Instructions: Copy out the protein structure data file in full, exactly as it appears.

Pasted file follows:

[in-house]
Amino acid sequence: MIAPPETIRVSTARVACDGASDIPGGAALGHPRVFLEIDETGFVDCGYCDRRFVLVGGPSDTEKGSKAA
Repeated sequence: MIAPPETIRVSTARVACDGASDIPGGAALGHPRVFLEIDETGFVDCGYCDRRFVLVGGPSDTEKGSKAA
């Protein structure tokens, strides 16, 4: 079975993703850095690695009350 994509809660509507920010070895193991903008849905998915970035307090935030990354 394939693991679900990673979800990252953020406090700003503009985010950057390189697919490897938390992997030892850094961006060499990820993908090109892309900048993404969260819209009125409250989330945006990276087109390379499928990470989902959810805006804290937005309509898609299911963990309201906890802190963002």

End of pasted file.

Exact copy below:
[in-house]
Amino acid sequence: MIAPPETIRVSTARVACDGASDIPGGAALGHPRVFLEIDETGFVDCGYCDRRFVLVGGPSDTEKGSKAA
Repeated sequence: MIAPPETIRVSTARVACDGASDIPGGAALGHPRVFLEIDETGFVDCGYCDRRFVLVGGPSDTEKGSKAA
């Protein structure tokens, strides 16, 4: 079975993703850095690695009350 994509809660509507920010070895193991903008849905998915970035307090935030990354 394939693991679900990673979800990252953020406090700003503009985010950057390189697919490897938390992997030892850094961006060499990820993908090109892309900048993404969260819209009125409250989330945006990276087109390379499928990470989902959810805006804290937005309509898609299911963990309201906890802190963002």